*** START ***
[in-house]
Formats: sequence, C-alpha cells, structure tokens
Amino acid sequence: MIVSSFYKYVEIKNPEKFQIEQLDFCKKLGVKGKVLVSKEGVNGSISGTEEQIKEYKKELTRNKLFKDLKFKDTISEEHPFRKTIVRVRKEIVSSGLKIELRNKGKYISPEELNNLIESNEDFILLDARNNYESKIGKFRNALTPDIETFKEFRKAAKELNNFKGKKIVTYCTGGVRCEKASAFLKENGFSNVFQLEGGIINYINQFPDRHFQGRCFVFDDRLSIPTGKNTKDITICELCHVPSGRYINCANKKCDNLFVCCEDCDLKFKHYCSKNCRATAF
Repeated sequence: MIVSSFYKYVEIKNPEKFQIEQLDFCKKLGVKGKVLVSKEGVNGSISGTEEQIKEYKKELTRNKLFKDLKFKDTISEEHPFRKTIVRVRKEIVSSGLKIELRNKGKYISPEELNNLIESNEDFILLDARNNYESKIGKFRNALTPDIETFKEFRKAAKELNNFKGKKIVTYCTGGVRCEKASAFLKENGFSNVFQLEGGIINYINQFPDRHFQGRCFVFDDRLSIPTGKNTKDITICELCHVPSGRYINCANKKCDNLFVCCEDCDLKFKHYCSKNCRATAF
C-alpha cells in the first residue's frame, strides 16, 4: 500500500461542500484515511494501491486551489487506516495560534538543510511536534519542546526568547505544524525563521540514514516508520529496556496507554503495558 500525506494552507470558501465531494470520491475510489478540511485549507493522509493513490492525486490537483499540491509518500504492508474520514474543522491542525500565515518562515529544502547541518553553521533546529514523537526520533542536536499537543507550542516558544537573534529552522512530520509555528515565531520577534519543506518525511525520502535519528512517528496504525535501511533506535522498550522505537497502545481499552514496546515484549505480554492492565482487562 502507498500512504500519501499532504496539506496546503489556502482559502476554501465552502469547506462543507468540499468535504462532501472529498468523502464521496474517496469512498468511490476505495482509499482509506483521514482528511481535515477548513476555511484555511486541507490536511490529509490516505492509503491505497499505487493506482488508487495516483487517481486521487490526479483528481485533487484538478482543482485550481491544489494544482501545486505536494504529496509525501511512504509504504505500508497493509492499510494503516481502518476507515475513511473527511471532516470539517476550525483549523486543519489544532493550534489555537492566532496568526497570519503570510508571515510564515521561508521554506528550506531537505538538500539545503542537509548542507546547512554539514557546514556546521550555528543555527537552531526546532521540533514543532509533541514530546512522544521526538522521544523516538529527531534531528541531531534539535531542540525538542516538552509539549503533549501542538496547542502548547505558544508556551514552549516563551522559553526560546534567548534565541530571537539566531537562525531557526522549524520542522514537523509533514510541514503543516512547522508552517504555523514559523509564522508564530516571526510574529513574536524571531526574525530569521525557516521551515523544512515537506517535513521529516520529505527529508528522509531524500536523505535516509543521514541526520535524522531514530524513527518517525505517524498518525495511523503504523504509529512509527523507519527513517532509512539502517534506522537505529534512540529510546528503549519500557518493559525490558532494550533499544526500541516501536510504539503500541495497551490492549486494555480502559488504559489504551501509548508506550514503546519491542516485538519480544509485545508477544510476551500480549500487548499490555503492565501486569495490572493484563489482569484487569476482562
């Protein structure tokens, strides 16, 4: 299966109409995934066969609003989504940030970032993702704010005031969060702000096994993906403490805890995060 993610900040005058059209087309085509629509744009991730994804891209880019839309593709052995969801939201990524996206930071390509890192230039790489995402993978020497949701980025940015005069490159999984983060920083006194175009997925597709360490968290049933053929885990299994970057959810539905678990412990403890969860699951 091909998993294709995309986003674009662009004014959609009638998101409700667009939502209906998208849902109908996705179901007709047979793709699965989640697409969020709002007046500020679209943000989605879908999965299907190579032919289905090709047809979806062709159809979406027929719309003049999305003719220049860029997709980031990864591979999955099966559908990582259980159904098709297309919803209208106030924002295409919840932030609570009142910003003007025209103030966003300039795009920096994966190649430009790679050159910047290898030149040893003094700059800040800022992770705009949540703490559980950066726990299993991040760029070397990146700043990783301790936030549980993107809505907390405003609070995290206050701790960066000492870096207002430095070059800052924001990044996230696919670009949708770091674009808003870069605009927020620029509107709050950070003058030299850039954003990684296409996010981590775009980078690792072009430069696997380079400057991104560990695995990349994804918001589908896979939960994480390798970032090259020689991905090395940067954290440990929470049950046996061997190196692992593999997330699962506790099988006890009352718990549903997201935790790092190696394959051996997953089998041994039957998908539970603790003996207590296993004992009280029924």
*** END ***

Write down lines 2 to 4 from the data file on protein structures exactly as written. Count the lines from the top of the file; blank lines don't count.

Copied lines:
Formats: sequence, C-alpha cells, structure tokens
Amino acid sequence: MIVSSFYKYVEIKNPEKFQIEQLDFCKKLGVKGKVLVSKEGVNGSISGTEEQIKEYKKELTRNKLFKDLKFKDTISEEHPFRKTIVRVRKEIVSSGLKIELRNKGKYISPEELNNLIESNEDFILLDARNNYESKIGKFRNALTPDIETFKEFRKAAKELNNFKGKKIVTYCTGGVRCEKASAFLKENGFSNVFQLEGGIINYINQFPDRHFQGRCFVFDDRLSIPTGKNTKDITICELCHVPSGRYINCANKKCDNLFVCCEDCDLKFKHYCSKNCRATAF
Repeated sequence: MIVSSFYKYVEIKNPEKFQIEQLDFCKKLGVKGKVLVSKEGVNGSISGTEEQIKEYKKELTRNKLFKDLKFKDTISEEHPFRKTIVRVRKEIVSSGLKIELRNKGKYISPEELNNLIESNEDFILLDARNNYESKIGKFRNALTPDIETFKEFRKAAKELNNFKGKKIVTYCTGGVRCEKASAFLKENGFSNVFQLEGGIINYINQFPDRHFQGRCFVFDDRLSIPTGKNTKDITICELCHVPSGRYINCANKKCDNLFVCCEDCDLKFKHYCSKNCRATAF